It's something I never had the chance to know. Karen and I were not close growing up. We shared a room, but that's about it. When she got to be an adult and admitted she was a lesbian, it was during an age when there was something shameful about that and so she kept away from the family. It was only the last time I saw her when we had such a good time and I thought maybe we could finally be friends, as adults.
My mother's family was always very close. Even though her older sisters were adults and out of the house before my mother was born (and her oldest sister had a son older than my mother), there was just a real bond among all of them and their parents. Many of the cousins were part of that closeness, but because of my father's contempt for my mother's family, I was not in that inner circle. I listen to Peach and Kathy talking about their childhood memories and those were so far from mine. I didn't know many of my aunts, and none of my uncles, and only came to know them more closely after I had grown up.
So encountering the Sykes family was something I'd always wanted...that closeness. I always explained the closeness as because they were four against the world, after Walt's father died. And they succeeded. All of them.
Through the years, whenever we had a party, you could be certain that a good part of the time would be spent with Alice and her three kids standing in a circle laughing and talking. It wasn't a closed circle, but sometimes it felt that way.
As Alice got older her kids rallied around her. I cannot tell you how many times Walt has flown to Santa Barbara on a moment's notice in the past few years to be there to support his mother. Often he would spend several days just sitting with her, watching her sleep, but it was important that he be there.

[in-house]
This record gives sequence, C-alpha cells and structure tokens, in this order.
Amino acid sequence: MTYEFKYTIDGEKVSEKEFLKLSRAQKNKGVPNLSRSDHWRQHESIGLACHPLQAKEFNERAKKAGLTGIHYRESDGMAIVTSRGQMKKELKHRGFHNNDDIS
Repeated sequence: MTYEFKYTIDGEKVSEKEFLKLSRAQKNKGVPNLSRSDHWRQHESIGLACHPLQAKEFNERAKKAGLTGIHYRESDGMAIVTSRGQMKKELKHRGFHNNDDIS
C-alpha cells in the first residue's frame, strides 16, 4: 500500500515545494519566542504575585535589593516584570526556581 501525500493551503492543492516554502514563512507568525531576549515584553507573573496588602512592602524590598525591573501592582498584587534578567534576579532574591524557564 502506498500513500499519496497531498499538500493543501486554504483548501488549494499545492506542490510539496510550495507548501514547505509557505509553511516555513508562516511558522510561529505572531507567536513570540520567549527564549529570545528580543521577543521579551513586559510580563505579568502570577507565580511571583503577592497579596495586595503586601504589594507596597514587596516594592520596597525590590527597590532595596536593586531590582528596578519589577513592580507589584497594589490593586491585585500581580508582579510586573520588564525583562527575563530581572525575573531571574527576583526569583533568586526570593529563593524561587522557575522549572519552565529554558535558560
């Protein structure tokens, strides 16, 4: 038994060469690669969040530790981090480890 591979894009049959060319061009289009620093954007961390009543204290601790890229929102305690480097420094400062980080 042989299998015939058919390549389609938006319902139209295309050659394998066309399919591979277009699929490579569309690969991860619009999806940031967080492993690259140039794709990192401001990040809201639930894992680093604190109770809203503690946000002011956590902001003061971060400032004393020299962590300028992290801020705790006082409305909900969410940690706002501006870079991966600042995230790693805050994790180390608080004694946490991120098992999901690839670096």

Before she moved to Santa Barbara, and after she had to give up driving herself, Walt would include her in things we were doing. This meant he had to drive 40 minutes to get her, 40 minutes back to Davis, then we would do that thing we were going to do, whether it was a show or dinner or whatever, and then he would make the 80 minute round trip all over again to take her home. He never complained.
When she lived in Sacramento, she and Alice Nan, who also lived there at the time, spent a lot of time together. It's interesting that in my entry yesterday I mentioned that Alice Nan was her best friend...and then when I saw the obituary they had written, it also says that Alice Nan was her best friend. It was so true. They shopped together, had lunch together, went places together. They even bought a condo together. Then Alice Nan was transferred to Santa Barbara. A few years later, Alice moved down there as well and Alice Nan went to visit her most days a week. She always saw the best in her mother, always saw signs of good days, of alert days, of growing strength. She brought things to cheer up her room, made her take part in activities, frequently ate dinner with her in the dining room.